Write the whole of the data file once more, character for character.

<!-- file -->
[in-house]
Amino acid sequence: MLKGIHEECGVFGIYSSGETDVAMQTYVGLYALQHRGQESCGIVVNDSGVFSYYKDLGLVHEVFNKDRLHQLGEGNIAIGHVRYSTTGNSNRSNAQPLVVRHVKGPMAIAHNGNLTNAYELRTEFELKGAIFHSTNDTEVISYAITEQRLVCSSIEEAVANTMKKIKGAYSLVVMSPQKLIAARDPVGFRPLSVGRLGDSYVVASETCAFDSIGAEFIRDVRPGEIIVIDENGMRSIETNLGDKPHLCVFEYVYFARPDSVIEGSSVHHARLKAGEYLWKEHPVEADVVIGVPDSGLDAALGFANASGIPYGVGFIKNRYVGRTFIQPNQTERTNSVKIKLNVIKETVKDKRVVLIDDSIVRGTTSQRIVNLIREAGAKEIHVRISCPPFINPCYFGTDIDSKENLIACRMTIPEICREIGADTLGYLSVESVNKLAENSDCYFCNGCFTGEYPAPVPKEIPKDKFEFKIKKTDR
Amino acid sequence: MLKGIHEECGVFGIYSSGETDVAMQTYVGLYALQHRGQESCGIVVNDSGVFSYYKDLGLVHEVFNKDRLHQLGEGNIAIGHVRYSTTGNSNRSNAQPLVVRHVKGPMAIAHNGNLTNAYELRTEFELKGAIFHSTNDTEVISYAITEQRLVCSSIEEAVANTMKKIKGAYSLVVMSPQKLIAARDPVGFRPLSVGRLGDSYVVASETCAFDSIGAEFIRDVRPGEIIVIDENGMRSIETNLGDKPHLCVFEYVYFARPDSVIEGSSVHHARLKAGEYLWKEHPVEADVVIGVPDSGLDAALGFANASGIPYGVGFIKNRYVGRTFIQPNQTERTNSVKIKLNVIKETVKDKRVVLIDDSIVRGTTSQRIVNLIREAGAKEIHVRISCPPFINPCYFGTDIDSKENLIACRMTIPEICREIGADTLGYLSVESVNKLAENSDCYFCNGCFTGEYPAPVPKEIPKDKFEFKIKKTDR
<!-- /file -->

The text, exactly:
[in-house]
Amino acid sequence: MLKGIHEECGVFGIYSSGETDVAMQTYVGLYALQHRGQESCGIVVNDSGVFSYYKDLGLVHEVFNKDRLHQLGEGNIAIGHVRYSTTGNSNRSNAQPLVVRHVKGPMAIAHNGNLTNAYELRTEFELKGAIFHSTNDTEVISYAITEQRLVCSSIEEAVANTMKKIKGAYSLVVMSPQKLIAARDPVGFRPLSVGRLGDSYVVASETCAFDSIGAEFIRDVRPGEIIVIDENGMRSIETNLGDKPHLCVFEYVYFARPDSVIEGSSVHHARLKAGEYLWKEHPVEADVVIGVPDSGLDAALGFANASGIPYGVGFIKNRYVGRTFIQPNQTERTNSVKIKLNVIKETVKDKRVVLIDDSIVRGTTSQRIVNLIREAGAKEIHVRISCPPFINPCYFGTDIDSKENLIACRMTIPEICREIGADTLGYLSVESVNKLAENSDCYFCNGCFTGEYPAPVPKEIPKDKFEFKIKKTDR
Amino acid sequence: MLKGIHEECGVFGIYSSGETDVAMQTYVGLYALQHRGQESCGIVVNDSGVFSYYKDLGLVHEVFNKDRLHQLGEGNIAIGHVRYSTTGNSNRSNAQPLVVRHVKGPMAIAHNGNLTNAYELRTEFELKGAIFHSTNDTEVISYAITEQRLVCSSIEEAVANTMKKIKGAYSLVVMSPQKLIAARDPVGFRPLSVGRLGDSYVVASETCAFDSIGAEFIRDVRPGEIIVIDENGMRSIETNLGDKPHLCVFEYVYFARPDSVIEGSSVHHARLKAGEYLWKEHPVEADVVIGVPDSGLDAALGFANASGIPYGVGFIKNRYVGRTFIQPNQTERTNSVKIKLNVIKETVKDKRVVLIDDSIVRGTTSQRIVNLIREAGAKEIHVRISCPPFINPCYFGTDIDSKENLIACRMTIPEICREIGADTLGYLSVESVNKLAENSDCYFCNGCFTGEYPAPVPKEIPKDKFEFKIKKTDR